Brexit: Simon Coveney says EU’s demands ‘not unreasonable’
Ireland’s Foreign Affairs Minister, Simon Coveney, has insisted that the EU is not demanding anything new in Brexit negotiations in response to Dominic Raab’s recent statement. The British Foreign Secretary had said that the level playing field remains the key stumbling block in talks, adding that the EU has “hardened its position in recent days”. Mr Coveney dismissed this when he updated BBC News on the status of the joint agreement.
He said: “I don’t quite know where he’s coming from on that.
“A year ago, both sides agreed in writing, in a political declaration, that there had to be an agreement on a level playing field and fair competition between the EU and the UK if they were going to put a trade agreement in place without quotas or tariffs.
“Unfortunately the British side is seeing this as somehow undermining British sovereignty, which isn’t the case at all.
“The EU recognises of course that the UK outside of the EU is a sovereign, independent country, we respect that.”
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Mr Coveney continued: “But if you’re going to have free trade and the absence of tariffs between two economies right next door to each other, well then it’s not unreasonable to ask for what has already been agreed in principle.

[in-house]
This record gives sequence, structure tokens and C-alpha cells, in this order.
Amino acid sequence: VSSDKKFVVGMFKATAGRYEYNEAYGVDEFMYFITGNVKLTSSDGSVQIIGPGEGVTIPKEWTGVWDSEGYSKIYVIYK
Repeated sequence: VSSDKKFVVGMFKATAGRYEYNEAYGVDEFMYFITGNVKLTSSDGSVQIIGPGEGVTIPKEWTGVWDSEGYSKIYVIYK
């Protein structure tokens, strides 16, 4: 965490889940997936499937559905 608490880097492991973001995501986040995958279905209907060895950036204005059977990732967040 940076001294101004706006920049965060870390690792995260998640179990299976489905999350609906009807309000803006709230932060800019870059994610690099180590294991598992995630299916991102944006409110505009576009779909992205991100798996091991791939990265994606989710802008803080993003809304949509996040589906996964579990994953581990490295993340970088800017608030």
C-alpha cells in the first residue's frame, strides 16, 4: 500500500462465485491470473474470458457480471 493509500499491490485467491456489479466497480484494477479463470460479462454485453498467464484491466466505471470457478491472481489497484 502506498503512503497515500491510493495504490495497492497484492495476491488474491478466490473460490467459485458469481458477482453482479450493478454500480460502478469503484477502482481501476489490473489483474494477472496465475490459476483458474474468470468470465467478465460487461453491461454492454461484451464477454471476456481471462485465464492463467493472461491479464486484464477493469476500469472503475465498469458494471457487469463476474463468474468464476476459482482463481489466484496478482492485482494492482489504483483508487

“Which is that we have a level playing field for fair competition now and in the future.
“Really that’s all the EU is looking for.”
The Irish Foreign Affairs Minister also warned that there is “increasing pessimism and frustration” within the EU.
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He told the BBC: “The EU’s position really has been consistent and clear for the last 12 months, certainly since the withdrawal agreement had been agreed.
“The insistence of the EU’s side that there has to be free but also fair competition between these two big economies is something that’s not new.
“It certainly doesn’t threaten British sovereignty.”
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Downing Street have said that “large gaps” remain between the UK and EU despite the Prime Minister’s three-hour dinner with the EU chief, Ursula von der Leyen, last night.
Both sides say that negotiations to strike a post-Brexit free trade agreement will continue until Sunday, after which they say a firm decision must be made about the future.
EU leaders are gathering in Brussels this afternoon, but Brexit isn’t formally on the agenda.
The UK thinks the EU needs to move significantly to enable progress. The EU feels the same about Britain.
Talks between Michel Barnier and David Frost are set to resume later on.
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